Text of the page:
What’s in a Name

I Am Not Sydney Poitier, by Percival Everett was less my cup of tea than it was a cup of iced coffee I was given instead. That is to say, the novel was a touch too bitter and too cool for my liking. That isn’t to say that I couldn’t get through it without moment’s of enjoyment, moments in which I found myself submerged in the words and the meaning of the work, and could enjoy it for the work of literature that it is. The reasons I dislike it came more from the portions that detached me from the work, aspects that made me focus more on the author’s reasoning for stylistic decisions than on the meaning he was trying to convey through them. 

This, for me, was most prevalent in the creation of a character that shared Percival Everett’s own name. When I saw Everett’s name first appear in IAm Not Sydney Poitier, I found it as amusing as I believe was intended by Everett himself. When the plot progressed after this, however, and the fictional version of Percival Everett emerged as one of the two most important ancillary characters in the novel as a whole, that amusement began to subside. The entire novel of I Am Not Sydney Poitier can be looked at through that common bit of advice for writers to ‘write what you know’, and while Everett clearly distinguishes his characters from their namesakes in reality, through both their zany actions, as well as a written disclosure there is something about a writer giving a character their own name that I can’t move past. The disclosure in the beginning of the book sparked a memory in me of the disclosure in the beginning of Huckleberry Finn in which the reader was warned not to look for meaning. In Everett’s case, though I am aware he might not have intended any similarities beyond the names, it is certainly the intent to see Not Sydney become closer to Sydney Poitier, and I had to wonder if we were meant to catch a glimpse of the real Percival Everett as well. 

The way I viewed that choice, as a writer myself, was that writers are frequently guilty of placing bits of themselves in their characters, particularly characters that already have qualities that the writer feels they share. In these characters, the writer will sometimes attribute flaws or strengths that they also might attribute to themselves. I don’t mean to say that I believe Percival Everett to have written himself in his own book, or even to call him a narcissist, only that at times, I was taken from his writing back into reality. I was drawn to look at descriptions of the character that wore his name and wonder which qualities were owned by fiction, and which qualities were simply rented. That is to say, I was left to wonder if some descriptions were less fiction than they were Percival Everett projecting his own views of himself, or his own ideas of how he wished to be, or wished to be viewed.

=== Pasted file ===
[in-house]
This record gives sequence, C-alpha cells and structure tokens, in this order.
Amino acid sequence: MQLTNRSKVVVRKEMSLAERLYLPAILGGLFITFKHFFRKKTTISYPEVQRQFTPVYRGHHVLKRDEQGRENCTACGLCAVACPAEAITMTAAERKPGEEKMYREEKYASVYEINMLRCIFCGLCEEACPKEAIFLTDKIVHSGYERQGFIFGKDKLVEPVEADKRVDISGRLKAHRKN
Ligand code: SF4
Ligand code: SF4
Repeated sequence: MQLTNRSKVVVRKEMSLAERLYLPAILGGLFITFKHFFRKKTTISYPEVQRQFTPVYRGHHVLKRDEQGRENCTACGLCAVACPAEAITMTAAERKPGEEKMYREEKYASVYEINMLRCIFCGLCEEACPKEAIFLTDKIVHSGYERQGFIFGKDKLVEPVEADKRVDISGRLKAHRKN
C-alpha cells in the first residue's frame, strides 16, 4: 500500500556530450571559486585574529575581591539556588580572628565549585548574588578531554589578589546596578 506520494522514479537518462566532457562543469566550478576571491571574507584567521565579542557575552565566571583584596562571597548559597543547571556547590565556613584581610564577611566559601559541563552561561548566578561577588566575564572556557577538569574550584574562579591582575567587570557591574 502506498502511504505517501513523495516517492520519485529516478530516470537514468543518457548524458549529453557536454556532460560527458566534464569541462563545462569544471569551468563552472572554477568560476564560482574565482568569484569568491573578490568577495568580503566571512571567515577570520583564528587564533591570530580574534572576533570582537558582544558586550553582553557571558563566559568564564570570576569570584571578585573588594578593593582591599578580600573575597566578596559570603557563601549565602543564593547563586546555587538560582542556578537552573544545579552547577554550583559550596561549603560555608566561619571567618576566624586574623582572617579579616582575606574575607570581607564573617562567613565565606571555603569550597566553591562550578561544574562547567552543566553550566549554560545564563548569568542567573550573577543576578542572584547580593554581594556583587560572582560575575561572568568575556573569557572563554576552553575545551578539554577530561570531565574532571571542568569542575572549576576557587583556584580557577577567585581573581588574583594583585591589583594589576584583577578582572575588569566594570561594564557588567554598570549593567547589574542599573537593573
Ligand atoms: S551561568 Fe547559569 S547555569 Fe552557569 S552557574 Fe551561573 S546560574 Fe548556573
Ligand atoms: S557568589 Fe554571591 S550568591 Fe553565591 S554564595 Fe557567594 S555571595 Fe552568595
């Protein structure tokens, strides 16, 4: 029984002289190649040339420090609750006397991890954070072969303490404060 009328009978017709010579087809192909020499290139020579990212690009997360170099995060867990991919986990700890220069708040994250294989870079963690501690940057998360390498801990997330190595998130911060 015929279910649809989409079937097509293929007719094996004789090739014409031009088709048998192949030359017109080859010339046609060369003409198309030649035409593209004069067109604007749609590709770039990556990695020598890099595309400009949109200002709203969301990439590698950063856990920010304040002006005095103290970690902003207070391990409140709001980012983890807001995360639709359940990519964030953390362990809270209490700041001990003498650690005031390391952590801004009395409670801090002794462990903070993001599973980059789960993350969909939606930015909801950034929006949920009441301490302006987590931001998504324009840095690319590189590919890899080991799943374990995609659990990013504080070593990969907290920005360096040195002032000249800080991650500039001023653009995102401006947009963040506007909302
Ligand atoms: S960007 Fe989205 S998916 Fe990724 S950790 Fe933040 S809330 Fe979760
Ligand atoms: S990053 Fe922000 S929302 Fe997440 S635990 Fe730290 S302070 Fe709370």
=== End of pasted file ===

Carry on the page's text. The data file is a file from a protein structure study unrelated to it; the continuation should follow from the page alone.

Again, I want to say that this doesn’t mean anything more than a personal nuance, and something that fascinated me for all that it irked me. It always appeared to me that one of the first rules of writing is not to implement yourself into your work, not to implement your name unto one of your characters. The fact that Everett did this very thing seemed distasteful, yet led me to consider the countless other times authors break from convention. Writing is something as crucial to society as the spoken word; in my earliest years of schooling, my teachers always gave us rules, indisputable and enforced until they were engrained in my mind. This was done, I know, to help me master the basics of written communication before I could venture into the realm of experimental prose, but there will always be a part of me that notices authors doing the same like headlights coming out from around a corner. Looking back on my own experience with literature, I’ve recalled how some of my favourite writers have made arbitrary those guidelines that had been taught to me as law. 

The difference, I suppose, is more that I believe Everett may have gone too far in his decision for the benefit of the book. That the presence of his character, to me, felt too much like Everett throwing meaning at me without a certain trust that I as the reader could figure it out on my own, something I have never quite enjoyed, so perhaps it is only me.

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